Raynell Andreychuk <firstname.lastname@example.org>, W. David Angus <email@example.com>, George Baker <firstname.lastname@example.org>, Tommy Banks <email@example.com>, Pierre-Hugues Boisvenu <firstname.lastname@example.org>, David Braley c/o Marjory LeBreton <email@example.com>, Patrick Brazeau <firstname.lastname@example.org>, Bert Brown <email@example.com>, Catherine S. Callbeck <firstname.lastname@example.org>, Larry W. Campbell <email@example.com>, Claude Carignan <firstname.lastname@example.org>, Sharon Carstairs <email@example.com>, Andrée Champagne <firstname.lastname@example.org>, Maria Chaput <email@example.com>, Ethel M. Cochrane <firstname.lastname@example.org>, Gerald J. Comeau <email@example.com>, Anne C. Cools <firstname.lastname@example.org>, Jane Cordy <email@example.com>, James S. Cowan <firstname.lastname@example.org>, Roméo Dallaire <email@example.com>, Dennis Dawson <firstname.lastname@example.org>, Joseph A. Day <email@example.com>, Pierre de Bané <firstname.lastname@example.org>, Jacques Demers <email@example.com>, Consiglio Di Nino <firstname.lastname@example.org>, Fred Dickson <email@example.com>, Percy E. Downe <firstname.lastname@example.org>, Michael Duffy <email@example.com>, Lillian Eva Dyck <firstname.lastname@example.org>, Nicole Eaton <email@example.com>, Art Eggleton <firstname.lastname@example.org>, Joyce Fairbairn <email@example.com>, Doug Finley <firstname.lastname@example.org>, Suzanne Fortin-Duplessis <email@example.com>, Francis Fox <firstname.lastname@example.org>, Joan Fraser <email@example.com>, Linda Frum <firstname.lastname@example.org>, George Furey <email@example.com>, Irving Gerstein c/o Marjory LeBreton <firstname.lastname@example.org>, Stephen Greene <email@example.com>, Mac Harb <firstname.lastname@example.org>, Céline Hervieux-Payette <email@example.com>, Leo Housakos <firstname.lastname@example.org>, Elizabeth Hubley <email@example.com>, Mobina S.B. Jaffer <firstname.lastname@example.org>, Janis G. Johnson <email@example.com>, Serge Joyal <firstname.lastname@example.org>, Colin Kenny <email@example.com>, Noël A. Kinsella <firstname.lastname@example.org>, Vim Kochhar <email@example.com>, Daniel Lang <firstname.lastname@example.org>, Jean Lapointe <email@example.com>, Raymond Lavigne <firstname.lastname@example.org>, Marjory LeBreton <email@example.com>, Rose-Marie Losier-Cool <firstname.lastname@example.org>, Sandra M. Lovelace Nicholas <email@example.com>, Michael L. MacDonald c/o Marjory LeBreton <firstname.lastname@example.org>, Frank W. Mahovlich <email@example.com>, Fabian Manning <firstname.lastname@example.org>, Beth Marshall <email@example.com>, Yonah Martin <firstname.lastname@example.org>, Paul J. Massicotte <email@example.com>, Elaine McCoy <firstname.lastname@example.org>, Michael A. Meighen <email@example.com>, Terry M. Mercer <firstname.lastname@example.org>, Pana Merchant <email@example.com>, Grant Mitchell <firstname.lastname@example.org>, Percy Mockler <email@example.com>, Wilfred P. Moore <firstname.lastname@example.org>, Jim Munson <email@example.com>, Lowell Murray <firstname.lastname@example.org>, Nancy Ruth <email@example.com>, Richard Neufeld <firstname.lastname@example.org>, Pierre Claude Nolin <email@example.com>, Kelvin Kenneth Ogilvie <firstname.lastname@example.org>, Donald H. Oliver <email@example.com>, Dennis Glen Patterson <firstname.lastname@example.org>, Lucie Pépin <email@example.com>, Robert W. Peterson <firstname.lastname@example.org>, Donald Neil Plett <email@example.com>, Rose-May Poirier <firstname.lastname@example.org>, Marie-P. Poulin <email@example.com>, Vivienne Poy <firstname.lastname@example.org>, Nancy Greene Raine <email@example.com>, Pierrette Ringuette <firstname.lastname@example.org>, Michel Rivard <email@example.com>, Jean-Claude Rivest <firstname.lastname@example.org>, Fernand Robichaud c/o James S. Cowan <email@example.com>, Bill Rompkey <firstname.lastname@example.org>, Robert William Runciman <email@example.com>, Hugh Segal <firstname.lastname@example.org>, Judith Seidman <email@example.com>, Nick G. Sibbeston <firstname.lastname@example.org>, David P. Smith <email@example.com>, Gerry St. Germain <firstname.lastname@example.org>, Carolyn Stewart Olsen <email@example.com>, Peter A. Stollery <firstname.lastname@example.org>, Terry Stratton <email@example.com>, Claudette Tardif <firstname.lastname@example.org>, David Tkachuk <email@example.com>, John D. Wallace <firstname.lastname@example.org>, Pamela Wallin <email@example.com>, Charlie Watt <firstname.lastname@example.org>, Rod A. A. Zimmer <email@example.com>cut&paste it into your email (this is formatted for Gmail) and send them a message!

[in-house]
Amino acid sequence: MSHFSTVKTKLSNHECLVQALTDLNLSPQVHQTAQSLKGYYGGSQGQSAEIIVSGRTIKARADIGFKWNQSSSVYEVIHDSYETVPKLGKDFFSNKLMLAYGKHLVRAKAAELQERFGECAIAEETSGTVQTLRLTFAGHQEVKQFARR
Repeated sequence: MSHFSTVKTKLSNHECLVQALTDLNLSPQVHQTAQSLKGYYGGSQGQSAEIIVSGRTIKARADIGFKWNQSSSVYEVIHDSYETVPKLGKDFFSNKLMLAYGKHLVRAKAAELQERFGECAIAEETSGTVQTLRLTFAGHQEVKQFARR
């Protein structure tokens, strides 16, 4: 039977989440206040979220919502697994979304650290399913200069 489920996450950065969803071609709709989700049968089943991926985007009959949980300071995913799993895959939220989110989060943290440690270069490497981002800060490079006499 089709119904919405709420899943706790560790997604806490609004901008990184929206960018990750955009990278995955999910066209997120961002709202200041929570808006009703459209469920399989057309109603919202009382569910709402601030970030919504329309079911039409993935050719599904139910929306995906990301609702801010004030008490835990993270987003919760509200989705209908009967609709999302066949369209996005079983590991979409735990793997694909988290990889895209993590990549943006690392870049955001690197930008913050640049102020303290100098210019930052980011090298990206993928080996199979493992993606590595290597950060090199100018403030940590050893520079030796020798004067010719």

that's really it this time, the whole shebang society is sooo F***ED! F#$%ED! FUCKED!
ok ... be well ... och, lame! ok then, be as well as you can be ... I'm sorry.